• Thomson Elite 400mm seat post
  • Bontrager Race X Lite stem
  • TruVativ Noir carbon riser bar
  • No-Name lock on grips
  • Avid Juicy Ultimate brakes 160mm frt/140mm rear rotors
  • TruVativ Stylo Team 180mm crankset w/32T/bash set up. GXP BB
  • Surly Cog (Ginormous size. I think it's a 20T, but who's counting?)
  • Sachs chain. (Yes- an old 90's era Sachs chain!)
  • Bontrager RL saddle- titanium rails
  • Shimano clipless pedals. (Lower end ones)
Did I miss anything? I don't think so. Well, that should cover it. It all adds up to 22lbs, ready to ride. I could knock this build down a bit further in weight without too much trouble too. I'm sure many of you can see where.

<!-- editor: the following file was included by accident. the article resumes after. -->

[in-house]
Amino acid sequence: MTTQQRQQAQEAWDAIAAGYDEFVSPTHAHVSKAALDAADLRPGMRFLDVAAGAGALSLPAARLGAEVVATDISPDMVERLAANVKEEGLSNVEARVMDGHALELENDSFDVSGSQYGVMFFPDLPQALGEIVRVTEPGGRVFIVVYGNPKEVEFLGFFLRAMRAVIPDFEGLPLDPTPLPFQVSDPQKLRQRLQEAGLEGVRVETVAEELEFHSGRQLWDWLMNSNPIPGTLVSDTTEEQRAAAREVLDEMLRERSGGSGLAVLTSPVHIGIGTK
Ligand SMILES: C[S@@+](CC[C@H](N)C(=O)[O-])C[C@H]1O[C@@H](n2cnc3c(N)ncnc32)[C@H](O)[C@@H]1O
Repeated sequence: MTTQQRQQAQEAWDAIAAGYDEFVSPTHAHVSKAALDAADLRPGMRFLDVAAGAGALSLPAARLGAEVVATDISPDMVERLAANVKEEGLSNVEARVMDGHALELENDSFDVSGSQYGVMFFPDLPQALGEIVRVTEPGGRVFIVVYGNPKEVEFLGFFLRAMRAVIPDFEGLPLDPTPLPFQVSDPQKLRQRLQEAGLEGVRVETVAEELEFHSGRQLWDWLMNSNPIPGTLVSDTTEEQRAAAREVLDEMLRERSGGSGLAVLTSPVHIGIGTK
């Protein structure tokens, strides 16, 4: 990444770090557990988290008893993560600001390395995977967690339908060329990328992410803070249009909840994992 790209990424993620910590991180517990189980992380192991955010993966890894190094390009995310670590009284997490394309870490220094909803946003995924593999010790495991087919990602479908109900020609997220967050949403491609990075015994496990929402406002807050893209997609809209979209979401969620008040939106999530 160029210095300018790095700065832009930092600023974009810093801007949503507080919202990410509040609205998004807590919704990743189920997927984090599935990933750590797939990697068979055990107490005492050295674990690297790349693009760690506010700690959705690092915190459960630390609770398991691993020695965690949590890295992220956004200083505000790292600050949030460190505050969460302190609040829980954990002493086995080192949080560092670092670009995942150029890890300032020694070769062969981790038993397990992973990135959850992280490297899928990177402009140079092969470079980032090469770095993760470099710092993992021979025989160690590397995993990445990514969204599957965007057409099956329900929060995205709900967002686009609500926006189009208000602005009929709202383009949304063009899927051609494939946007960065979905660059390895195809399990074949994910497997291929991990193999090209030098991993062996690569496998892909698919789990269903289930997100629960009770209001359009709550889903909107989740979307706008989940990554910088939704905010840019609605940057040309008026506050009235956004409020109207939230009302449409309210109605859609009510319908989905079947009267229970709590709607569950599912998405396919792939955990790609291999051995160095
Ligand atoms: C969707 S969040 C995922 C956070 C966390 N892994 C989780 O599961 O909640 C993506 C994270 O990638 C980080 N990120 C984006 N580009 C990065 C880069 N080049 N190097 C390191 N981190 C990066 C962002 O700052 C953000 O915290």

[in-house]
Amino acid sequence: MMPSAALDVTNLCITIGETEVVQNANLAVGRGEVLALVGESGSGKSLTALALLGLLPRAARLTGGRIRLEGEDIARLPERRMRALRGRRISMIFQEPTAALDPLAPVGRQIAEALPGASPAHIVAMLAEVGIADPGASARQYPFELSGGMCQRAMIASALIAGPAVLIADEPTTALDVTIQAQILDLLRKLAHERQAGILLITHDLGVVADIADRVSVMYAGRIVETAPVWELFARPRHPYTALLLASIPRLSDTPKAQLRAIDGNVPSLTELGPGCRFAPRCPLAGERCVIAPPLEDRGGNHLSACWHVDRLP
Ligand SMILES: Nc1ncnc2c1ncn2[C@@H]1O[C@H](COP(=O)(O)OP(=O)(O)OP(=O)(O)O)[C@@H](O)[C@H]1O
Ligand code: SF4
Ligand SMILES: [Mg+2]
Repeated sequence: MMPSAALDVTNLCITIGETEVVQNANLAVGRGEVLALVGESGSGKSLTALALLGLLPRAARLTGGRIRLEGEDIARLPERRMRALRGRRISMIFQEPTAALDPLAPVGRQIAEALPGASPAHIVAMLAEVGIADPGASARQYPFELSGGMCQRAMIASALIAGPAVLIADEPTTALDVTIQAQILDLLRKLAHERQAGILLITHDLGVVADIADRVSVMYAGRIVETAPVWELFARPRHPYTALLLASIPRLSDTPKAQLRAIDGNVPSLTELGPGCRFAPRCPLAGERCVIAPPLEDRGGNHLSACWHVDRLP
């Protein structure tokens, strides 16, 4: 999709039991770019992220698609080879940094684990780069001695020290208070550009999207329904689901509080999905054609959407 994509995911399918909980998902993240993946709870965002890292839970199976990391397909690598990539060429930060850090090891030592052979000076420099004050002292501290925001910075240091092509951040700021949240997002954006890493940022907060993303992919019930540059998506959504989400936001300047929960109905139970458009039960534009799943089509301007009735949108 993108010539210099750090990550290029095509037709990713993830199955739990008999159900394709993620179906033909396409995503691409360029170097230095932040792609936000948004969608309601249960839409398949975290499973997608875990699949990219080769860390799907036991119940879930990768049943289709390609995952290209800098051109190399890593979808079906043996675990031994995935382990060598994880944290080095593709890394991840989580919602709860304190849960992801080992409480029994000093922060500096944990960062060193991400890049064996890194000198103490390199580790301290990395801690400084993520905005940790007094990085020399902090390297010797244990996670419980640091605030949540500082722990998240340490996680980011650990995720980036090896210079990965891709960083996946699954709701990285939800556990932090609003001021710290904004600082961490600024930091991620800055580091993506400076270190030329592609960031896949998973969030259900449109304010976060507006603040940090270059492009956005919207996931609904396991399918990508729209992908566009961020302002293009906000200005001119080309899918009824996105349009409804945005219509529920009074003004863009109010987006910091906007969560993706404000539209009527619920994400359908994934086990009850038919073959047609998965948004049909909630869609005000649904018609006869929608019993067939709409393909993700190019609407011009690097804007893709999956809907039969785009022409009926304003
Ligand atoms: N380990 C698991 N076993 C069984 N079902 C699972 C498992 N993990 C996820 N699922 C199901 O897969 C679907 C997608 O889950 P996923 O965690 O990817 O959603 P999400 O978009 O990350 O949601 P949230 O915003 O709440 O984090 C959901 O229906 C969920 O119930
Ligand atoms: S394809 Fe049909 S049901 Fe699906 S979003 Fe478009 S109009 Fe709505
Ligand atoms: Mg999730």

I've only ever tooled down the road briefly on a Vassago once before which belonged to Captain Bob, (ironically enough, as that's who I got this one from), so I didn't have a very good idea of what to expect here. Once I got some components bolted to the frame, however, it quickly became apparent that this was a light frame. The build was going to end up being light, and it did go that way.

The "Wet Cat" geometry thing is definitely odd. Well- I should say it isn't so much the numbers, but the way it was laid out here which is weird compared to some bikes. For instance, the seat tube is a bit short for the top tube's effective length. In that way it really reminds me of the first Raleigh XXIX. (Thus the 400mm Thomson post, which this short seat tube made necessary.)  Secondly, that "shortness" carries over to the shorter head tube on this frame. The top tube/down tube junction here looks like it is from a small sized bike, like a 16"er or even smaller. Odd layout, to be sure.